Covering Our Bases
With many of the world's cities moving towards the ideals of a "smart city," it is evermore important to check that city stakeholders are not forgetting any important regulations. Mario Bergés and Constantine Samaras are considering these regulations.
This paper was originally published in the IEEE Internet of Things Magazine, to view the full paper, click here.
The growth of cities means the movement of people to urban areas at rates never seen before. This urbanization calls for the need for more regulations and policies for governance, security, privacy and community autonomy. The issue, however, is not forgetting to account for any specific policy needs and ensuring that good opportunities are not prohibited by regulation. Researchers Mario Bergés and Constantine Samaras of Carnegie Mellon have produced a paper, titled “A Path Forward for Smart Cities and IoT Devices” that explores critical national and international IoT policy and regulatory efforts as well as take a deeper dive into specific topics of interest.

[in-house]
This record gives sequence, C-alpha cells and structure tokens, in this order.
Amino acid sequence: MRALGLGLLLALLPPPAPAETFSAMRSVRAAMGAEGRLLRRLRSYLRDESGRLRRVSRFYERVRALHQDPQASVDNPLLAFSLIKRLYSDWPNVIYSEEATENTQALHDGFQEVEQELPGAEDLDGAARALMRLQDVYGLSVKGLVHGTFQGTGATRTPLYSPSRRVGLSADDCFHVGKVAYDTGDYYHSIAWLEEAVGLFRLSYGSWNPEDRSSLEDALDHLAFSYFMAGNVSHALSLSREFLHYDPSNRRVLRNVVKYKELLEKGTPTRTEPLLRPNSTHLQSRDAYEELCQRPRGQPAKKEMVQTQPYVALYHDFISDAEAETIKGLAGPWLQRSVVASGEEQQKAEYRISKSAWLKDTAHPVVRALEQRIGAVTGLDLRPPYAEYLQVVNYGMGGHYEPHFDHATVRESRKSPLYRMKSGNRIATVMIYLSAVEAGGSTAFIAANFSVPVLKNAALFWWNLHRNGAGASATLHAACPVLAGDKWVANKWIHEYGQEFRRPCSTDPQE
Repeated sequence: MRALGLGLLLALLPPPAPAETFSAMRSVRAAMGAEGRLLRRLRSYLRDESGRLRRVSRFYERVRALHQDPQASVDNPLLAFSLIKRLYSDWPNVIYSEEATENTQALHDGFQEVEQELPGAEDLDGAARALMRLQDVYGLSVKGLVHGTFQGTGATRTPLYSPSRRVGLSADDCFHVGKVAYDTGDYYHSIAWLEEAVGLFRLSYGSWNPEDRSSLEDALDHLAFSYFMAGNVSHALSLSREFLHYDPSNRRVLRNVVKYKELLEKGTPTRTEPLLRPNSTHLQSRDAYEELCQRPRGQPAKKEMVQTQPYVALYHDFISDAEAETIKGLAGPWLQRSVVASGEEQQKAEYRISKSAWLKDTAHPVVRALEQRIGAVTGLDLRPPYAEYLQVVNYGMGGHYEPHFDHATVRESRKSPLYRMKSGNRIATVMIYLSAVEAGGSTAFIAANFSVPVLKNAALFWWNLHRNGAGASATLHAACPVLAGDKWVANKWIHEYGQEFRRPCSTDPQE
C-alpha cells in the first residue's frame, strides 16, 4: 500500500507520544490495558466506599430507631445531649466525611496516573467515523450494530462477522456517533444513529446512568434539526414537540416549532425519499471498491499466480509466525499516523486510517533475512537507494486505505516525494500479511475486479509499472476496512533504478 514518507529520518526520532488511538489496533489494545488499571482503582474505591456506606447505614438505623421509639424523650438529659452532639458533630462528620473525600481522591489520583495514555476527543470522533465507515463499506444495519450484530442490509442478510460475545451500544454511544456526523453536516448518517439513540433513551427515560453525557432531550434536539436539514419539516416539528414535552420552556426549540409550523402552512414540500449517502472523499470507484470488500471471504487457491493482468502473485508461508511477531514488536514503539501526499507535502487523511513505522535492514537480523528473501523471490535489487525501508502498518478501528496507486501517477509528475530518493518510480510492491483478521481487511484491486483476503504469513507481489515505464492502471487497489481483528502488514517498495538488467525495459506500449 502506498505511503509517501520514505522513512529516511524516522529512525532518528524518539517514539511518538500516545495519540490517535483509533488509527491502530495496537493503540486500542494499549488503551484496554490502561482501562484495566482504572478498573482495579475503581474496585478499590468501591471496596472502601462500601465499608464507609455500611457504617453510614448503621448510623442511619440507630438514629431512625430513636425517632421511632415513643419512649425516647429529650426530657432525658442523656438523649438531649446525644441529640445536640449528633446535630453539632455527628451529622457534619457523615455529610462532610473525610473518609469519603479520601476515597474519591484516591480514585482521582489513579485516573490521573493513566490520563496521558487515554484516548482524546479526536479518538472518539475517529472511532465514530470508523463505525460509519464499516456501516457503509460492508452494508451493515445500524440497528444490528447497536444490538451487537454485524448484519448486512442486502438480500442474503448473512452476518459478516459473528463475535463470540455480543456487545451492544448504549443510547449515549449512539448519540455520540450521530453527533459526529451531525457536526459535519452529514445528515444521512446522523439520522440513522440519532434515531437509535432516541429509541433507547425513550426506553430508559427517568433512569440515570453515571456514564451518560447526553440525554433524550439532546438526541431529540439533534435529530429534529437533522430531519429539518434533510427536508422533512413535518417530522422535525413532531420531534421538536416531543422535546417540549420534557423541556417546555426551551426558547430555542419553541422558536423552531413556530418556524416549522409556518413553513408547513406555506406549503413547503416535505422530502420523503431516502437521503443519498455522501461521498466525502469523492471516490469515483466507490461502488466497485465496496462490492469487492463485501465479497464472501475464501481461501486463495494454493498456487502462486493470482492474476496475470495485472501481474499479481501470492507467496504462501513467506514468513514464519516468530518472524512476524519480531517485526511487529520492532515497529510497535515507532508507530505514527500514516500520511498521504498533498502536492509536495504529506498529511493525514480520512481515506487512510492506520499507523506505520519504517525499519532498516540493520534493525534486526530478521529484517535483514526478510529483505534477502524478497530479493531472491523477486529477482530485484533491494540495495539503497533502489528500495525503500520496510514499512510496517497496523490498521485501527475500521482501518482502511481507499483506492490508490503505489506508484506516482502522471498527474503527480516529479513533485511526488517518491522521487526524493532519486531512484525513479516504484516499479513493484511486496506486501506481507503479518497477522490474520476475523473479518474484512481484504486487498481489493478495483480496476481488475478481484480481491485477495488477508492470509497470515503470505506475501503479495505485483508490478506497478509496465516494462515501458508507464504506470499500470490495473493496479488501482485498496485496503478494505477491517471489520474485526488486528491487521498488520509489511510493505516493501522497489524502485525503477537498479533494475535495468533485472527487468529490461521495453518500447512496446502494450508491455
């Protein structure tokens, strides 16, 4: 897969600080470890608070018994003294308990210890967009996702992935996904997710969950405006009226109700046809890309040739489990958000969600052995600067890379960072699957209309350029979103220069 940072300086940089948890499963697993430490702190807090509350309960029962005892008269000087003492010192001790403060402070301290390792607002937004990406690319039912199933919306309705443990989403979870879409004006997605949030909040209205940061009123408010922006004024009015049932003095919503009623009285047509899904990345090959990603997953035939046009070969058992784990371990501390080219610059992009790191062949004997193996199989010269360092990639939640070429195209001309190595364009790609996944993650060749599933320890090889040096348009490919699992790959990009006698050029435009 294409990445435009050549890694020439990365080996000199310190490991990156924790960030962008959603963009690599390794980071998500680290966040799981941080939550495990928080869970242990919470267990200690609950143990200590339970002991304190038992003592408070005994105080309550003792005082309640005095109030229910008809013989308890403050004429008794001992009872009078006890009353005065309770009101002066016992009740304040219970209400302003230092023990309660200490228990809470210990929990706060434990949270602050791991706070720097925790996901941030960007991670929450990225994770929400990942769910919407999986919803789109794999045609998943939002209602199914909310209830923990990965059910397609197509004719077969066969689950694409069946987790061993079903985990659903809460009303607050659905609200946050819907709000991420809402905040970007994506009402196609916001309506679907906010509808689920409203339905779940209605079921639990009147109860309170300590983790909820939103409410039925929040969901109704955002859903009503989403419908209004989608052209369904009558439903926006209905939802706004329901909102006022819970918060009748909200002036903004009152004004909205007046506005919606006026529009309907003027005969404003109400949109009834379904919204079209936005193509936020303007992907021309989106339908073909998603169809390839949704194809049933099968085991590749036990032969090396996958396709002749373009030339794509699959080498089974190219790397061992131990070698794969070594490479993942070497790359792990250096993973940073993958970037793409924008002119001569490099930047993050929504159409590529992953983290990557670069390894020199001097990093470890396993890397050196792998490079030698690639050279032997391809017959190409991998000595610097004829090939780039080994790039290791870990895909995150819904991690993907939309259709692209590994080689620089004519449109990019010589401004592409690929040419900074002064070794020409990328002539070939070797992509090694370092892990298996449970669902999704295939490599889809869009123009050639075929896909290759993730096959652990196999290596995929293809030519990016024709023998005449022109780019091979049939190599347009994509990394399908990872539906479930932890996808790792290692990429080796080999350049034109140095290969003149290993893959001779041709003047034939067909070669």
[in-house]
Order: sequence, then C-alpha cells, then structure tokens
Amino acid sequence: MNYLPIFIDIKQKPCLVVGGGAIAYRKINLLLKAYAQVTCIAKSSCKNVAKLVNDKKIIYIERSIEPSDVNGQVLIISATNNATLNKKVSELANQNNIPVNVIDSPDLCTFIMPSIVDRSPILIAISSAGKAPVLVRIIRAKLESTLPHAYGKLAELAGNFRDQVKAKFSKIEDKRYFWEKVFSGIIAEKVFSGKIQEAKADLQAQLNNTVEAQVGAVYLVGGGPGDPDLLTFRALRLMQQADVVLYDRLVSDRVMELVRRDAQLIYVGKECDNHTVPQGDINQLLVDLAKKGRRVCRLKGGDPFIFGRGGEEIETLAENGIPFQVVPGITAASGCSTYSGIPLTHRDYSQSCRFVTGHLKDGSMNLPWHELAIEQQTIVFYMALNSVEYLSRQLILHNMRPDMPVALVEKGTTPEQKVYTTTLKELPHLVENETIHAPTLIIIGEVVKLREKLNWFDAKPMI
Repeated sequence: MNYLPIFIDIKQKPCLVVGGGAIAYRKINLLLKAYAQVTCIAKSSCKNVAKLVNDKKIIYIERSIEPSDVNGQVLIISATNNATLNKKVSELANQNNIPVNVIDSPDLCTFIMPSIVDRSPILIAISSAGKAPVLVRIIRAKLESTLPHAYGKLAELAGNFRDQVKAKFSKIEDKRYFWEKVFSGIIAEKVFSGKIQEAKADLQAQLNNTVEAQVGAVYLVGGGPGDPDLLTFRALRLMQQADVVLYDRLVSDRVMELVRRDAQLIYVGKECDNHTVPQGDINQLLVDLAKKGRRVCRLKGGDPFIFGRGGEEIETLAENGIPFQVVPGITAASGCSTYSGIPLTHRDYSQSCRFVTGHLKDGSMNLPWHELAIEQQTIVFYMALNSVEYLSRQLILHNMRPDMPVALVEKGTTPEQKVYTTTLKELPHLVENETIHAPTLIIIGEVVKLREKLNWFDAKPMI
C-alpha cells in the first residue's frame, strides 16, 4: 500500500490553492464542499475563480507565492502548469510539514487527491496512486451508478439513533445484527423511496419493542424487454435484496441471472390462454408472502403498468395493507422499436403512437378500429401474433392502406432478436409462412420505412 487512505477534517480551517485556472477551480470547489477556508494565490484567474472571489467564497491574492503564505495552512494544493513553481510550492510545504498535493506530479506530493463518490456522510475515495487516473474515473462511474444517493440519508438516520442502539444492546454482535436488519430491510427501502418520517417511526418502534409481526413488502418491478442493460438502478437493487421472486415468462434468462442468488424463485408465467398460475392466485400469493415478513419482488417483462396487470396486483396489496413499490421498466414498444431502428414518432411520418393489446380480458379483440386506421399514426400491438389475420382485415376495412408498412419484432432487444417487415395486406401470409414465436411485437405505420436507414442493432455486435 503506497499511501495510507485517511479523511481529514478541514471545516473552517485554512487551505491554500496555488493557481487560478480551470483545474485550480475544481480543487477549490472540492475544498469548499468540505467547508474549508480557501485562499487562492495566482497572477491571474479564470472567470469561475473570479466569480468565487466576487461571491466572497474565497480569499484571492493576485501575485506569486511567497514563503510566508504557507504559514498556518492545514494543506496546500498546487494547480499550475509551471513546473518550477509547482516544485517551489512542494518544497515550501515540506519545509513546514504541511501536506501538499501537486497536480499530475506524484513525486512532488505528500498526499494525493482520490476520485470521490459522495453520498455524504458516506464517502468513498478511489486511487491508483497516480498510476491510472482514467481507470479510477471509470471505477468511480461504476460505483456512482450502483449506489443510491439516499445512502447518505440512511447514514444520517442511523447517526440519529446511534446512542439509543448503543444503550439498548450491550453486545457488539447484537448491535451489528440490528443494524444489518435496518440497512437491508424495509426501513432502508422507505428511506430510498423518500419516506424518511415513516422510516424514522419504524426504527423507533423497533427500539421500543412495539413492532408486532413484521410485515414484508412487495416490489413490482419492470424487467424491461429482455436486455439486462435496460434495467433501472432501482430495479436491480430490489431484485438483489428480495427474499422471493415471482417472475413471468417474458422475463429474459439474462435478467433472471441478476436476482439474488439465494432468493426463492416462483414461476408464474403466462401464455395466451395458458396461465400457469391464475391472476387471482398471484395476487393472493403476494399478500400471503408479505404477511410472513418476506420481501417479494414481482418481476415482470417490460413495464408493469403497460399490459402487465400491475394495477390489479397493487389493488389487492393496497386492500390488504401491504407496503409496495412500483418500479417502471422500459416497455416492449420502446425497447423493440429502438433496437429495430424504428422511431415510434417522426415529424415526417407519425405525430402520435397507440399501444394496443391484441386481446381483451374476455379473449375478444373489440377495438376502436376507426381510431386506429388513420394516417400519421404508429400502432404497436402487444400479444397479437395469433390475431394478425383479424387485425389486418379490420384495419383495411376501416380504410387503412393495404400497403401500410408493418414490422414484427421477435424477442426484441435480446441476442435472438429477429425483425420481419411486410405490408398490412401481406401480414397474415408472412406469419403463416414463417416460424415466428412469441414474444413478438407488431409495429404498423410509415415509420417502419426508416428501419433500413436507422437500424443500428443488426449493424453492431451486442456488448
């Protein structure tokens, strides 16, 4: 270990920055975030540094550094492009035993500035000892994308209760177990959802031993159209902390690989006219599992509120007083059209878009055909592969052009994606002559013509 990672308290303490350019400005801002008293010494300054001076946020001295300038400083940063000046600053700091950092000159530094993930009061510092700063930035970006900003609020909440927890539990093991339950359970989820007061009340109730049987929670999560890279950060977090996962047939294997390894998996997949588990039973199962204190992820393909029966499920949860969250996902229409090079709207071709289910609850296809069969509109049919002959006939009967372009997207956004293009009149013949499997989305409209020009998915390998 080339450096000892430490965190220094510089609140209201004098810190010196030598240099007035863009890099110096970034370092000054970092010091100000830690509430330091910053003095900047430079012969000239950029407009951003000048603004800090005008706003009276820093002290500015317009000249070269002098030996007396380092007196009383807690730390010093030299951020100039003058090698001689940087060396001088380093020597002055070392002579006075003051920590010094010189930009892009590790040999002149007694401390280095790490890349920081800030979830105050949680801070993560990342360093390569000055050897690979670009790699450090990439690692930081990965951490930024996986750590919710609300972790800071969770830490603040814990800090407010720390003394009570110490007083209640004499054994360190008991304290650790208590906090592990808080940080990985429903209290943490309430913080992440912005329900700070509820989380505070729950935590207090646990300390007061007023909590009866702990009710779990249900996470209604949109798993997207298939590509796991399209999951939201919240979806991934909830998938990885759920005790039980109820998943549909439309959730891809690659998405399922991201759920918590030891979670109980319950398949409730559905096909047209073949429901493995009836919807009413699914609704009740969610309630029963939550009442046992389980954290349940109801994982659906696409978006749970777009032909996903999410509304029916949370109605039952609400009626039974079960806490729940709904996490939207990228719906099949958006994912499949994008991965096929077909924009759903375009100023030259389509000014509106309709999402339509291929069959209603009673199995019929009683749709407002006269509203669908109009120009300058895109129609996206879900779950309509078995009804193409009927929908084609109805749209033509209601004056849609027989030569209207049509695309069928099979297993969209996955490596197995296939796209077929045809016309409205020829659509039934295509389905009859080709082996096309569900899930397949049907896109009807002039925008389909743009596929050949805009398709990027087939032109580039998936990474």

For context, IoT devices, or Internet of Things devices are a conglomeration of many sensors and actuators that act as intermediators for humans. Use of IoT devices are revolutionary in the fast change of communities and introduce new opportunities to its residents. However, with this power comes new threats regarding economic, social, security, and sustainability outcomes. Making progress on issues in this realm, according to Bergés and Samaras, is defining IoT devices as its own infrastructure, like that of wastewater, electricity and others.
If this structure is utilized, it would be backed by a complete paradigm shift in the way we design, test and deploy Information and Communication Technologies (ICT). That could include a IoT policy commission from governmental and nongovernmental structures but should also be able to use IoT technologies independently.